What is Muay Boran? It’s “ancient boxing,” and is considered an ancestor to the more well-known Muay Thai. Muay Boran isn’t a single unified system. Practicing Muay Boran is a bit like practicing “Karate,” which is to say there are a number of different and distinct systems that go by that generic name—some of which bear little resemblance to others. Muay Boran was originally a combat martial art, but came to be practiced as a sport as well. The latter practice included some rules, though relatively few in comparison to Muay Thai. Instead of padded gloves, they fought with their hands and wrists bound with hemp rope.
When I was in Thailand, I had an opportunity to participate in a couple rudimentary Muay Boran classes. I’d just read about this system in the June/July 2013 issue of Black Belt magazine, and was interested in seeing for myself how the discipline was distinct from Muay Thai. I’m fascinated by how martial arts that are more jissen (real combat) oriented differ from systems whose primary objective is something else (e.g. sport, wellness, etc.) If one looks at a sport martial art such a Muay Thai, one can see how the nature of the rules and equipment subtly shape the nature of the movement. For example, if crotch attacks are illegal and one wears a cup to handle the occasional accidental crotch shot, one won’t worry about that vulnerability and–as one focuses on gaining advantages or minimizing disadvantages–one may end up with a vulnerability that would be disconcerting in jissen martial arts.
Before anyone gets huffy, I should point out that this isn’t a criticism. Sports must have rules so that they can be enjoyably practiced (and watched.) Given the rules that are in place, one should optimize one’s performance to being as fast, powerful, and effective as possible. In other words, it would be silly to make one’s stance optimized to protecting one’s groin if the opponent can’t attack it (plus one has a little insurance policy against accidents) and if protecting that [non-existent] vulnerability made one any slower, less powerful, or otherwise less effective. I’m also not saying that combative sports are completely ineffective as self-protection. For sports like Muay Thai or MMA there is a huge space of overlap with the no rules combative situation, and—furthermore—the athleticism developed will allow one to adjust to the non-rule environment quickly.
That being said, I’m curious about how Muay Boran is different from Muay Thai and what that might mean in terms of jissen-optimized fighting versus sport-optimized fighting. Here are a few things that I noticed both in the classes that I had at Tiger Muay Thai in Phuket, in the aforementioned Black Belt article, and from a few videos and articles that I could find on the internet from what I believe to be reputable sources. [I should disclaim that I’m far from an authority here. Full Disclosure: I’ve had 3 hours of MB training and done some reading and research.]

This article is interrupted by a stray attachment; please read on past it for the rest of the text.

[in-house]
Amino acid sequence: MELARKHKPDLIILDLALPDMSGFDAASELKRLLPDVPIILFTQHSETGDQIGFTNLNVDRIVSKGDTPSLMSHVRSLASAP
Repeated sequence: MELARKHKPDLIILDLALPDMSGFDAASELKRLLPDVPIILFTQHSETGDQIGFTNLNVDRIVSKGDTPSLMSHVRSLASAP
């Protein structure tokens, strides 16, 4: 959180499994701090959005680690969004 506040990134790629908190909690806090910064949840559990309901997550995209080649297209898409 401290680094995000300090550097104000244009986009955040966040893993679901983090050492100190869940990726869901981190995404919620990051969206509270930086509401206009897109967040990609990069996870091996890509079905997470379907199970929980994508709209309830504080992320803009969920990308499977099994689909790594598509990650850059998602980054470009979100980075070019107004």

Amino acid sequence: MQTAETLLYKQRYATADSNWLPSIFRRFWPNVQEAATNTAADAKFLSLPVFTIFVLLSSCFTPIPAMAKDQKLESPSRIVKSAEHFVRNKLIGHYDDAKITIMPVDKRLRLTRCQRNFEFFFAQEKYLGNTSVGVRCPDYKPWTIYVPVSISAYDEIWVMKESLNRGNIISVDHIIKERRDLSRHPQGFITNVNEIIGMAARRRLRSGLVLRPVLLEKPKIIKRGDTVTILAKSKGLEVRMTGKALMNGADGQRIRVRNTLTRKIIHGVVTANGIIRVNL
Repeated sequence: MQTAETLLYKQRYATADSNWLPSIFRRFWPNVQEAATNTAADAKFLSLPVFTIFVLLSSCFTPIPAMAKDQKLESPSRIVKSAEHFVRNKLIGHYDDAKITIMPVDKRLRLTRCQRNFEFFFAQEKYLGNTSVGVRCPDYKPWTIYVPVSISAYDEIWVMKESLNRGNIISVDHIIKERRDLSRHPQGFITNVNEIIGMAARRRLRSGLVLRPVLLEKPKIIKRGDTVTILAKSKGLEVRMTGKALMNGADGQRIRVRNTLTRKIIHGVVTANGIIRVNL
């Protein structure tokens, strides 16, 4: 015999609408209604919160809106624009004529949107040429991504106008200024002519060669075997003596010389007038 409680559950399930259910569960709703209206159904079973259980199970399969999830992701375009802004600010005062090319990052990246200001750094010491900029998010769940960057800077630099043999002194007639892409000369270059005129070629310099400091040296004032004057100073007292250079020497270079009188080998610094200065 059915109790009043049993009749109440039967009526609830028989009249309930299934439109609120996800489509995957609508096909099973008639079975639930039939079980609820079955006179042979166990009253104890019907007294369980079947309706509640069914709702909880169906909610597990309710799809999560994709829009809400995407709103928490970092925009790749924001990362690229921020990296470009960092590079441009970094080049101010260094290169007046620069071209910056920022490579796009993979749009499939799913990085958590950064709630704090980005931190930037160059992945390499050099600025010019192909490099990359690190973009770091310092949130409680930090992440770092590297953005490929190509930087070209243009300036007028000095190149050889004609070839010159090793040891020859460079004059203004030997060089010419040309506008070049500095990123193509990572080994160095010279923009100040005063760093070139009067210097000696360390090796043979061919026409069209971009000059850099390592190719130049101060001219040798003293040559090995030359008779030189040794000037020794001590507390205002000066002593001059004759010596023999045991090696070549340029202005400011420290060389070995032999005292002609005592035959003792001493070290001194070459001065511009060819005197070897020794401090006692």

1.) The basic Muay Boran guard covers the centerline. In other words, one’s hands are one fist in front of the other with both fists aligned on one’s centerline. This is as opposed to the boxing or Thai boxing guard in which either hand is to the outside of one’s head. Practitioners of Wing Chun or the system I am most familiar with, Gyokko-ryū will be familiar with what I’m talking about. I have vague theories about why protecting the centerline might be more advantageous in combat than sport. For one thing, it might help one make contact with incoming limbs in a way that supports transition into grappling. For another, it allows one to protect against coup-de-grace attacks more efficiently.
2.) The basic stance of Muay Boran is lower and wider than in Muay Thai. I suspect this has to do with ranging and protection of vulnerabilities (e.g. the groin is harder to hit.)
3.) While Muay Thai is considered the style of “8 weapons”: (leg (X2), knee (X2), elbow (X2), and fist (X2), Muay Boran is based on 9 weapons (i.e. it includes the good ole head-butt.) This isn’t a surprise. Without a head-butt prohibiting rule, one would expect people to use this devastating close-range weapon.
4.) Muay Boran utilizes attacks against the limbs. In sport Muay Thai, there is little to be gained from this, but in a combative art if one can deaden limbs one gains a big advantage.
5.) One thing that perplexed me at first is the fact that Muay Boran supposedly uses flying knees and flying elbows prolifically. (I should note these are used in Muay Thai occasionally as well, but they’re relatively rare as they are hard to land and to use without having mid-air vulnerabilities exploited.) What I found strange about this is that jissen martial arts tend to be much less flashy and rely on much simpler techniques than do sports. The old motto of KISS (Keep It Simple, Stupid) is often spoken in jissen martial art dōjōs. However, I do have a theory about why the power generated by such tactics might have made them appealing. One mindset difference between sport and jissen martial art practitioners has to do with the role of time. In combat, time is not on your side, and pacing yourself can be a lethal strategy. You want to try to land strikes that have a high probability of putting the enemy out of commission, even if at a risk. That is, of course, just a neophyte’s theory.
I enjoyed learning a few Muay Boran techniques, and I can see how it was an effective combat system.